"It's unwise to play in traffic."

    Starter: "You people are so #%@^^&!!! All I asked for . . . "

    :rollno:
     
  14. I can never figure people like you out.....you come on all defensive and insulting to some of the best players around, then you take up most of your post bragging about all you've done...but, yet, there is absolutley nothing in your profile including telling us where you are..I don't get it!
     
  15. Marcus Johnson

    Marcus Johnson

    Nov 28, 2001
    Maui
    As a jazz bassist, I rarely see a tuner anywhere near a bandstand, or even in the studio, for that matter. I've never seen one anywhere near any of the orchestral things I've done. I do see them in the hands of pop guitarists when I work with them, and these are usually the most out-of-tune situations in which I find myself.

    Infer away.
     
  16. Damon Rondeau

    Damon Rondeau Journeyman Clam Artist Supporting Member

    Nov 19, 2002
    Winnipeg, baby
    I'll pipe in and say I'm no great fan either. Not out of principle or anything high-minded. It's just more practical to get a note from whoever the note authority is and then quickly tune the bass. Sometimes difficult in a real noisy environment. That's when the tuner can come out of my gig bag.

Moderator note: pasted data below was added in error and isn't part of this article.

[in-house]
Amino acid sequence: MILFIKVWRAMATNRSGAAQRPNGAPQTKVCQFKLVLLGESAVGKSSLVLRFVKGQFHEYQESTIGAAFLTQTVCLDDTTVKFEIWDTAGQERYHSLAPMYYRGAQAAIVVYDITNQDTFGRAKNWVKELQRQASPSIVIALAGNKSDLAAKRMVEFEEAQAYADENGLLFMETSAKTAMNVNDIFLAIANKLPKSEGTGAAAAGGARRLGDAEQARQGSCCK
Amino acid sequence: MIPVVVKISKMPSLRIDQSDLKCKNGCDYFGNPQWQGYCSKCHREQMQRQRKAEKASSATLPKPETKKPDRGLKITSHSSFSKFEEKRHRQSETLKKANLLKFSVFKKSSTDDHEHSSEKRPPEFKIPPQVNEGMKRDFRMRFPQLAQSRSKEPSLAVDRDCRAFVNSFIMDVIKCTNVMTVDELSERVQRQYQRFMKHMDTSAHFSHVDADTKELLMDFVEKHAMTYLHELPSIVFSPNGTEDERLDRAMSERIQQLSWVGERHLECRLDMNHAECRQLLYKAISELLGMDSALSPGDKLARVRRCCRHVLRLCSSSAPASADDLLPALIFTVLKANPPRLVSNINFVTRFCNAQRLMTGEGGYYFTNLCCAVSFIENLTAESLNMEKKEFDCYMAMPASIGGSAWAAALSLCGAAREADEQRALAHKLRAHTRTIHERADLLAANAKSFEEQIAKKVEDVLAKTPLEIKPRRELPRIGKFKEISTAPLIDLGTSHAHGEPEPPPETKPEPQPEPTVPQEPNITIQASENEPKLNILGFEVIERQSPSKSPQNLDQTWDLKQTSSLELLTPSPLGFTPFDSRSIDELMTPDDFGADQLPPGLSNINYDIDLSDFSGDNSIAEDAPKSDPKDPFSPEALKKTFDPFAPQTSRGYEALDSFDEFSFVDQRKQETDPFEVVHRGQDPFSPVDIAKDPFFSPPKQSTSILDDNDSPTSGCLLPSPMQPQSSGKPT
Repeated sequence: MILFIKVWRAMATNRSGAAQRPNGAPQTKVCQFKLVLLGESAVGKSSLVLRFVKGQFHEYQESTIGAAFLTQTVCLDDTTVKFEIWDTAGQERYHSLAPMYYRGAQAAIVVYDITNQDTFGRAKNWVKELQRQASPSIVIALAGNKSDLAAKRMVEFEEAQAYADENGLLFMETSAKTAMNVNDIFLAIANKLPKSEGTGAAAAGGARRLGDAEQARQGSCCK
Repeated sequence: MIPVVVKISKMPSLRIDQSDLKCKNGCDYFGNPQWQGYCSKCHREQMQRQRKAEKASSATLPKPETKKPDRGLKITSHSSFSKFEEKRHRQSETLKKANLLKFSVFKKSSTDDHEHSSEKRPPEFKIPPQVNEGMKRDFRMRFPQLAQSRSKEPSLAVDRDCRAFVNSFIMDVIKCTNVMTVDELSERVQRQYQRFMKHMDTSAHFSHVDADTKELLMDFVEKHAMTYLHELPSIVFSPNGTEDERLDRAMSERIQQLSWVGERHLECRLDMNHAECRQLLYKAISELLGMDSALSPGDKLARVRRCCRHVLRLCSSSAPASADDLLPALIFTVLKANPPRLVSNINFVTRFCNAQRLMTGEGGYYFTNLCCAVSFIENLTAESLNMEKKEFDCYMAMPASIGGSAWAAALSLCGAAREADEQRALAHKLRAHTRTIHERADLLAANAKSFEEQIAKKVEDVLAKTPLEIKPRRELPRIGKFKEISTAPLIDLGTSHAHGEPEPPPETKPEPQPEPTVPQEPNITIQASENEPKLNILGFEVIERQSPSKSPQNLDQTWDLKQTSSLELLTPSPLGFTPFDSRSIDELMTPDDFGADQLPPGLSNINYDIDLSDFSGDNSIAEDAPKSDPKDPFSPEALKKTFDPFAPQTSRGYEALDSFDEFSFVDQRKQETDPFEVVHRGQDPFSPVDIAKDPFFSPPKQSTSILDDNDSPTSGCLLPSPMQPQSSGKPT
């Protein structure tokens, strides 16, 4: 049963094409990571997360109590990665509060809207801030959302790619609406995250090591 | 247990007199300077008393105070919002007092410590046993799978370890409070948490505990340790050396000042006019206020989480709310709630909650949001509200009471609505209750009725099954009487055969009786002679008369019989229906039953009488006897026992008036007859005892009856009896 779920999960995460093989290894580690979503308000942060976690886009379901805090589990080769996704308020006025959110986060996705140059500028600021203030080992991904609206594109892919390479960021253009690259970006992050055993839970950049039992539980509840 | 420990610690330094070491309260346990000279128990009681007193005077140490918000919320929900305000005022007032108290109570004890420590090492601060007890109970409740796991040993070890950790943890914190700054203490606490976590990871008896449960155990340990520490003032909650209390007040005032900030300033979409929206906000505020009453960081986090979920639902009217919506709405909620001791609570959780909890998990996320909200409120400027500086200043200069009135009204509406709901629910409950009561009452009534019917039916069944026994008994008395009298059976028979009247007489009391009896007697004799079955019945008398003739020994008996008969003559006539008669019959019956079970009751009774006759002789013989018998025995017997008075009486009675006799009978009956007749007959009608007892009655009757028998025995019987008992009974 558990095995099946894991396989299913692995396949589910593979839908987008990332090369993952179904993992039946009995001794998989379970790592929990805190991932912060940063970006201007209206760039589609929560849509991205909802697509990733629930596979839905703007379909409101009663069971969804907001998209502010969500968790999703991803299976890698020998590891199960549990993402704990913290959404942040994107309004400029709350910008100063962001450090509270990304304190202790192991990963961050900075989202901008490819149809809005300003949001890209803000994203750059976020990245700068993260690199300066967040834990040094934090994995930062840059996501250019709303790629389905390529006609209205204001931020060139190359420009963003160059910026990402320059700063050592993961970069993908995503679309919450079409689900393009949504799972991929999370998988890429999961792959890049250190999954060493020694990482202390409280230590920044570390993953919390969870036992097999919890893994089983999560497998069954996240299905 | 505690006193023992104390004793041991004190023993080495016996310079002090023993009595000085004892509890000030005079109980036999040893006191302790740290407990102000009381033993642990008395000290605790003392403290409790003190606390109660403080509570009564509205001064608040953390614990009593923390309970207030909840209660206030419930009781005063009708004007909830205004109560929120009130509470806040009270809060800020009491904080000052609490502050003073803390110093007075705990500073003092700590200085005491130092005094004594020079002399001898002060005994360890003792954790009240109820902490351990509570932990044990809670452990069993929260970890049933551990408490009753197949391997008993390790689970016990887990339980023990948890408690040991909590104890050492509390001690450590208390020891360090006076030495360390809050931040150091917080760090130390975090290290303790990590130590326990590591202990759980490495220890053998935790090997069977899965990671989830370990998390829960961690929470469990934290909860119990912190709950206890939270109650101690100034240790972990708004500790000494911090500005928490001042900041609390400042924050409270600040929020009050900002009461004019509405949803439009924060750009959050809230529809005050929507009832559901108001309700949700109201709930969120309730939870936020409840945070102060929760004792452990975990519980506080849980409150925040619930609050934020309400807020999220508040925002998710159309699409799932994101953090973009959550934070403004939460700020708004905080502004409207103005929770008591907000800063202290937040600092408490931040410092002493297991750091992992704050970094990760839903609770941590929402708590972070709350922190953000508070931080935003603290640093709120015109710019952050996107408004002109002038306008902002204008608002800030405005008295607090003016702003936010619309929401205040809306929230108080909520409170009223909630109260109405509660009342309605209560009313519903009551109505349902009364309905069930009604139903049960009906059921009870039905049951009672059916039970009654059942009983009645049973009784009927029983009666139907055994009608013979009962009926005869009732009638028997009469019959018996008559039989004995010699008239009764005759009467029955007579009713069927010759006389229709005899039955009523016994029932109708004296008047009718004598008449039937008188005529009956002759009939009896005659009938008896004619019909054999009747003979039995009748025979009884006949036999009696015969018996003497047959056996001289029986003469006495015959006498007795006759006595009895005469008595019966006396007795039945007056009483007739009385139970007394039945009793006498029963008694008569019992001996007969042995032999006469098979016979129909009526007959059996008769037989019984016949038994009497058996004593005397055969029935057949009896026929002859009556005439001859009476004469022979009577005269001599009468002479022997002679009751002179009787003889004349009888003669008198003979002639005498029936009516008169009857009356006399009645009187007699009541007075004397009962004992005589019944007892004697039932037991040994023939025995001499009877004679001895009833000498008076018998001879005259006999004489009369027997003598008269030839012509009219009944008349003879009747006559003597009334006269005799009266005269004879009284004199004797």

Groups hardly ever check to make sure their tuners are in agreement. He's got 438, this other guy's got 445, she's got 441. Ai yai yai. Can't anyone hear that it sounds bad?
     
  17. Damon Rondeau

    Damon Rondeau Journeyman Clam Artist Supporting Member

    Nov 19, 2002
    Winnipeg, baby
    Principal, not principle. Getting this wrong is not the effect you're after.
     
  18. anonymous0726

    anonymous0726 Guest

    Nov 4, 2001
    Might I suggest smooth, plastic-soled formal shoes like the ones that you get with a rented tux? Also -- playing in traffic with these shoes is best on a rainy day.
     
  19. oliebrice

    oliebrice

    Apr 7, 2003
    London, UK
    how do those of you who don't use tuners get your first note right? ahve you got a G or whatever perfect ritch in your ear?
    UI tend to use a tuner to tune my G, then tune the other strings to it by ear, but in a noisy gig situation where I've had to bring a pickup I will use the tuner to tune all four strings, simply because I can't hear myself. And i do seem to be less in tune on those occaisions!
     
  20. Let's not forget the humble tuning fork. One player I know uses nothing else. You can hold it right up against your ear when it's noisy around you.

    Unfortunately, I seem to need three hands to do this. Luckily I have a Third Hand on order from Bob Gollihur.